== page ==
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Blisters and Diabetic Foot Care

Monday, 11 December 2017 00:00

Diabetics need to take proper care of their feet due to their condition. Diabetes often causes poor blood circulation and neuropathy, which causes sensation loss in the extremities and lower limbs. If a diabetic gets a blister on his or her foot, he or she may not even realize it exists. If left unchecked, a blister can become infected and potentially infect the rest of the foot; in worst cases, this may then require amputation. Prevention is key, so wearing well-fitted shoes, conducting everyday foot exams, maintaining proper foot care, and visiting a podiatrist every several months can all help prevent a foot ulcer. If you have a foot ulcer and are diabetic, it is recommended that you see a podiatrist who can provide proper care and attention to the wound.

Blisters are prone to making everyday activities extremely uncomfortable. If your feet are hurting, contact one of our podiatrists of Carolina Foot & Ankle. Our doctors can provide the care you need to keep you pain-free and on your feet.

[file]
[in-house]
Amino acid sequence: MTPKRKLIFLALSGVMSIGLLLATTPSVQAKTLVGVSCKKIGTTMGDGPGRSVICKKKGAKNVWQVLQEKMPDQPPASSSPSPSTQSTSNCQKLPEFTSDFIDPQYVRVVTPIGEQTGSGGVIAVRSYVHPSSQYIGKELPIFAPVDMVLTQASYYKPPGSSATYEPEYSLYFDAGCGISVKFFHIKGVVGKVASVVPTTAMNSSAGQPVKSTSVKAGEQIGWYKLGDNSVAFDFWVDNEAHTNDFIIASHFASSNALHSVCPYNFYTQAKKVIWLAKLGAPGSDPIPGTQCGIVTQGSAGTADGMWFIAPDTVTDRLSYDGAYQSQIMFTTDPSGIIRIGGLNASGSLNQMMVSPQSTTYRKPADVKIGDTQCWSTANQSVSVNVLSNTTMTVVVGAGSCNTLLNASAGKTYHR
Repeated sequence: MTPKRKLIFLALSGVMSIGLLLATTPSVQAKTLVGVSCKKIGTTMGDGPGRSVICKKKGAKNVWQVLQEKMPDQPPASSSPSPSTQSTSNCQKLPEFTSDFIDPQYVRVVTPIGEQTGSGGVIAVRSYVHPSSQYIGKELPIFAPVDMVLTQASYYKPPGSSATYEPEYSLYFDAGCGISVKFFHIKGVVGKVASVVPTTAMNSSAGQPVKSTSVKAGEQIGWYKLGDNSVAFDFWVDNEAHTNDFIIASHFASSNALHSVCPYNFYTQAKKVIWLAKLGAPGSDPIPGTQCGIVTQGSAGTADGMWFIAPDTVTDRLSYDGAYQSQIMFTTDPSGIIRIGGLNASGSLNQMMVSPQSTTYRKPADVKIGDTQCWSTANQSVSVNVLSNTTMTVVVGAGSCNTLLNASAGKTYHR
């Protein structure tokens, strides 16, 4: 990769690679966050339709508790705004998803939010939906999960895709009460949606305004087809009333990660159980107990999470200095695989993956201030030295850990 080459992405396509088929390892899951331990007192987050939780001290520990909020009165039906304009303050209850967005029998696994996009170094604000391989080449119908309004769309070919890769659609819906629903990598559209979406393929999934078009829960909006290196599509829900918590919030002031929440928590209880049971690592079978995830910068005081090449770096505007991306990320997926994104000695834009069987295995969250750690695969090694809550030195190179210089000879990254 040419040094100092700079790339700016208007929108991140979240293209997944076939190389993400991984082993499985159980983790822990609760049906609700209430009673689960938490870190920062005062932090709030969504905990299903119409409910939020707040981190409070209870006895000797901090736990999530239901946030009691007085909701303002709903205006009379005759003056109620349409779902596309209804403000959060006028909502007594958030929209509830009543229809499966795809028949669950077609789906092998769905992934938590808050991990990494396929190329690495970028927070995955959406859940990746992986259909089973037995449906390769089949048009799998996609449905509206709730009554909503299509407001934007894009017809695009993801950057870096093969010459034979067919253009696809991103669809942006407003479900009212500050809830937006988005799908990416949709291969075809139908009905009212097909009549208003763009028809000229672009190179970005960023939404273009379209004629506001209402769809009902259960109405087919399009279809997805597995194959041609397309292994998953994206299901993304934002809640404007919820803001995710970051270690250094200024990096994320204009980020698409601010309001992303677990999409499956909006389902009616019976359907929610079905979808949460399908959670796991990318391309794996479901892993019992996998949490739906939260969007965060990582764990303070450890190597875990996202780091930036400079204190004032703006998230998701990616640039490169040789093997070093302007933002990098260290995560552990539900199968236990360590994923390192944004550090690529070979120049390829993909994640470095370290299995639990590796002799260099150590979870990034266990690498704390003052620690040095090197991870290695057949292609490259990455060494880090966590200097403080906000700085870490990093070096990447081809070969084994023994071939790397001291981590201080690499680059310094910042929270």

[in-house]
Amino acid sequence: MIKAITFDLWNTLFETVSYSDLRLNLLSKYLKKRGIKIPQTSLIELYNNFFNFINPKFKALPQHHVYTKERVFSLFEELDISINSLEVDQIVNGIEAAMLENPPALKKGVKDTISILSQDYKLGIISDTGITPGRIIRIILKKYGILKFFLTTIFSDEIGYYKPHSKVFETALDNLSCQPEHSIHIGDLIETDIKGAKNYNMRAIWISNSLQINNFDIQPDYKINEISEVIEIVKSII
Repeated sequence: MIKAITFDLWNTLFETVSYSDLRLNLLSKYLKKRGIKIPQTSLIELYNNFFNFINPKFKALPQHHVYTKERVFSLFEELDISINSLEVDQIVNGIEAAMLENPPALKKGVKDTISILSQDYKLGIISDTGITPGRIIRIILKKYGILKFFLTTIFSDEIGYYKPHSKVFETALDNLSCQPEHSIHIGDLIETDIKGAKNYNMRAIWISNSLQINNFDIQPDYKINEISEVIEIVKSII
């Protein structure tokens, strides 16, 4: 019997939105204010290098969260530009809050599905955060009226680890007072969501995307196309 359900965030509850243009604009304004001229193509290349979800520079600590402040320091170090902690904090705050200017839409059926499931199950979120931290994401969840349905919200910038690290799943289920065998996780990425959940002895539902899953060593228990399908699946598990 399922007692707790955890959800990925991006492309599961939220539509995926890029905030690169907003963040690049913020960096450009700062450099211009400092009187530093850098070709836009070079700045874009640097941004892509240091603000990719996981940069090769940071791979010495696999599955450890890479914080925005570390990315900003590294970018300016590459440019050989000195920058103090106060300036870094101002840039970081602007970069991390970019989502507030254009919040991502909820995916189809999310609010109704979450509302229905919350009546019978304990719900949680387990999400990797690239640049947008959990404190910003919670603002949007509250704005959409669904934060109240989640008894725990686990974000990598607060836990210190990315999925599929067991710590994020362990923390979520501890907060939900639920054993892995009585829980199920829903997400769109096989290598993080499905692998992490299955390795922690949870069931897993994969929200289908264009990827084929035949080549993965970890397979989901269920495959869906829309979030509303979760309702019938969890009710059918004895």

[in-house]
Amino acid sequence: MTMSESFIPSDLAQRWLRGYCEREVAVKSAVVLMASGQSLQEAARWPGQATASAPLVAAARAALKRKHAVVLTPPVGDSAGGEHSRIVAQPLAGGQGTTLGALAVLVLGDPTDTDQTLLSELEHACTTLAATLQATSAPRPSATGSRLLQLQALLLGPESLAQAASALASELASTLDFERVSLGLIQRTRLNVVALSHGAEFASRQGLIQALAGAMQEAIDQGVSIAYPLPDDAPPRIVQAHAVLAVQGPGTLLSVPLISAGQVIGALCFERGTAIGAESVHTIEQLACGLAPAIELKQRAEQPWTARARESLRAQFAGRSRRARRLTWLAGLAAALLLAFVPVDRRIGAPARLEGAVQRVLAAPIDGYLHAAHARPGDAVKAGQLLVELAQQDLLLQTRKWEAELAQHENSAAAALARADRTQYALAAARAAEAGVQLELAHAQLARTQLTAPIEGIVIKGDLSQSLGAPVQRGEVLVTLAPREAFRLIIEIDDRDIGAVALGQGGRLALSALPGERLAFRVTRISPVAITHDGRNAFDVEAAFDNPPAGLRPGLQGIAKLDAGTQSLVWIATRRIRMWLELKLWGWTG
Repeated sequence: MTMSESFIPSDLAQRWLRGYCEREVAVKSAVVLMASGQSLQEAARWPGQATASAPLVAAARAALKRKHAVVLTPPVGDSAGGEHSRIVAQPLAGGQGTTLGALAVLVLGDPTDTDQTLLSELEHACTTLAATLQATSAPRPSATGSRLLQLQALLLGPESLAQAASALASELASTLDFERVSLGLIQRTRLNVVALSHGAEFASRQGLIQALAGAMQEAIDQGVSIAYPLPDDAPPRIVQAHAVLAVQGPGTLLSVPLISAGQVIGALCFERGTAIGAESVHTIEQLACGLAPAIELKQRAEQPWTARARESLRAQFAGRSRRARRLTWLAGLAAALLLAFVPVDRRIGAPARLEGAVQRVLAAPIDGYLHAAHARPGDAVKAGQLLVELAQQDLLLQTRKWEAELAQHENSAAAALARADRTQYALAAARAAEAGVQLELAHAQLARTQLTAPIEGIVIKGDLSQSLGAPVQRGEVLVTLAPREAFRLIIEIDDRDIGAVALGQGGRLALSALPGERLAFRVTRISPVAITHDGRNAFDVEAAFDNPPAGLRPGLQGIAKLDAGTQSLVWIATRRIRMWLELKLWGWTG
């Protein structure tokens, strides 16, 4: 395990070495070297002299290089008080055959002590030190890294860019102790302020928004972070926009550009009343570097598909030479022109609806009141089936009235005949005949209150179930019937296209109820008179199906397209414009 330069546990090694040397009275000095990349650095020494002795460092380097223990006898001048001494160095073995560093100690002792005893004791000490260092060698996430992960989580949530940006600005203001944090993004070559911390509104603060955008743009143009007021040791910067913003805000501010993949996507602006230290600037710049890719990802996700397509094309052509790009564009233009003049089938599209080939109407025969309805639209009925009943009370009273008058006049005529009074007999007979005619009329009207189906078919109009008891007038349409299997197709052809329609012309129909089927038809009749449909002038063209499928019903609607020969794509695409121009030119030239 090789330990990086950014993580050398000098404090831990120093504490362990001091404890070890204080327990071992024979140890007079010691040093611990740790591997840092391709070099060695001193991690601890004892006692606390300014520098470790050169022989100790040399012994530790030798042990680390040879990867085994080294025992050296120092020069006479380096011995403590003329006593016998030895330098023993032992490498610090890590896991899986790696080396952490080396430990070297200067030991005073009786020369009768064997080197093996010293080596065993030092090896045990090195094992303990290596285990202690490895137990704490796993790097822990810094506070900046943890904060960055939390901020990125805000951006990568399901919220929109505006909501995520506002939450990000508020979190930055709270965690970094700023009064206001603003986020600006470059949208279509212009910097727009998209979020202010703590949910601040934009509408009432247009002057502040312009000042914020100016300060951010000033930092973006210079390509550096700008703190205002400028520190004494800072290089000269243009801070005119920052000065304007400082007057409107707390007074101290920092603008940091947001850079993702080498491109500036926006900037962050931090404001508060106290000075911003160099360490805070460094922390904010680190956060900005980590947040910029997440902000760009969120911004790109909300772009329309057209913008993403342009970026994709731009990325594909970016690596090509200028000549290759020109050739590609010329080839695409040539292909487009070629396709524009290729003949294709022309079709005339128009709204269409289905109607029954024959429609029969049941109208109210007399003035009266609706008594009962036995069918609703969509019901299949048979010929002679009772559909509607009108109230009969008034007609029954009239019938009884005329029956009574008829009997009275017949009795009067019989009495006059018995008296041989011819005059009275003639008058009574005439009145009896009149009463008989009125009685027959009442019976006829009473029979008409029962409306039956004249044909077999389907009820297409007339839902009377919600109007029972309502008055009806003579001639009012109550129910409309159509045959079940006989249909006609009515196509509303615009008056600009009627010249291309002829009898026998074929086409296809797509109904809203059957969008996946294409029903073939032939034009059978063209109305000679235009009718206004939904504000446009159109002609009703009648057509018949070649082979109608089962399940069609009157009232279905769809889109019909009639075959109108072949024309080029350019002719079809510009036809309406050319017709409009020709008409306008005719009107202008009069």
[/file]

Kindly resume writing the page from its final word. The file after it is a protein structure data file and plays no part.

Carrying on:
Foot Blisters

Foot blisters develop as a result of constantly wearing tight or ill-fitting footwear. This happens due to the constant rubbing from the shoe, which can often lead to pain.

What are Foot Blisters?

A foot blister is a small fluid-filled pocket that forms on the upper-most layer of the skin. Blisters are filled with clear fluid and can lead to blood drainage or pus if the area becomes infected.

How do Blisters Form?

Blisters on the feet are often the result of constant friction of skin and material, usually by shoe rubbing. Walking in sandals, boots, or shoes that don’t fit properly for long periods of time can result in a blister. Having consistent foot moisture and humidity can easily lead to blister formation.

Prevention & Treatment

It is important to properly care for the affected area in order to prevent infection and ease the pain. Do not lance the blister and use a Band-Aid to provide pain relief. Also, be sure to keep your feet dry and wear proper fitting shoes. If you see blood or pus in a blister, seek assistance from a podiatrist.


If you have any questions, please feel free to contact our offices located in North Carolina. We offer the newest diagnostic and treatment technologies for all your foot care needs.

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